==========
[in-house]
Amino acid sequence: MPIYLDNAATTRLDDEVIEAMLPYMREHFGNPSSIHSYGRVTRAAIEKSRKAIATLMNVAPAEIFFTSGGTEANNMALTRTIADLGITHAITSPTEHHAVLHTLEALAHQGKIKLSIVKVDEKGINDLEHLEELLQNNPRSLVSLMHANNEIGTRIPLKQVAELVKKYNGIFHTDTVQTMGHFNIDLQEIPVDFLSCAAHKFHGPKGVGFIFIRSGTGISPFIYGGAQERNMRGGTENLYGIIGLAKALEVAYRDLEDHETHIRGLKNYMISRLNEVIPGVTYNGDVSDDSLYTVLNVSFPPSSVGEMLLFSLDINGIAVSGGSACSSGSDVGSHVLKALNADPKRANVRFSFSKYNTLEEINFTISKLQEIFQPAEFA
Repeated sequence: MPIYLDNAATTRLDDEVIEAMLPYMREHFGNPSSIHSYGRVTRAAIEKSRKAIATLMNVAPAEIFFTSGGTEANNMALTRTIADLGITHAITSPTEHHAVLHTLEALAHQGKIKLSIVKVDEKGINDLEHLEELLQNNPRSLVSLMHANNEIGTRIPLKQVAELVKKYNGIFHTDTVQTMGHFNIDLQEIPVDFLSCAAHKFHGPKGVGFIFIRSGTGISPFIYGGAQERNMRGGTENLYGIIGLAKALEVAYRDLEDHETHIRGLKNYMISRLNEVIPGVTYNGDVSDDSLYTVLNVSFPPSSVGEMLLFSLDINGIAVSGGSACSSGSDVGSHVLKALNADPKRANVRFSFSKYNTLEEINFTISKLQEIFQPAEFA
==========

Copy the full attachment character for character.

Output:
[in-house]
Amino acid sequence: MPIYLDNAATTRLDDEVIEAMLPYMREHFGNPSSIHSYGRVTRAAIEKSRKAIATLMNVAPAEIFFTSGGTEANNMALTRTIADLGITHAITSPTEHHAVLHTLEALAHQGKIKLSIVKVDEKGINDLEHLEELLQNNPRSLVSLMHANNEIGTRIPLKQVAELVKKYNGIFHTDTVQTMGHFNIDLQEIPVDFLSCAAHKFHGPKGVGFIFIRSGTGISPFIYGGAQERNMRGGTENLYGIIGLAKALEVAYRDLEDHETHIRGLKNYMISRLNEVIPGVTYNGDVSDDSLYTVLNVSFPPSSVGEMLLFSLDINGIAVSGGSACSSGSDVGSHVLKALNADPKRANVRFSFSKYNTLEEINFTISKLQEIFQPAEFA
Repeated sequence: MPIYLDNAATTRLDDEVIEAMLPYMREHFGNPSSIHSYGRVTRAAIEKSRKAIATLMNVAPAEIFFTSGGTEANNMALTRTIADLGITHAITSPTEHHAVLHTLEALAHQGKIKLSIVKVDEKGINDLEHLEELLQNNPRSLVSLMHANNEIGTRIPLKQVAELVKKYNGIFHTDTVQTMGHFNIDLQEIPVDFLSCAAHKFHGPKGVGFIFIRSGTGISPFIYGGAQERNMRGGTENLYGIIGLAKALEVAYRDLEDHETHIRGLKNYMISRLNEVIPGVTYNGDVSDDSLYTVLNVSFPPSSVGEMLLFSLDINGIAVSGGSACSSGSDVGSHVLKALNADPKRANVRFSFSKYNTLEEINFTISKLQEIFQPAEFA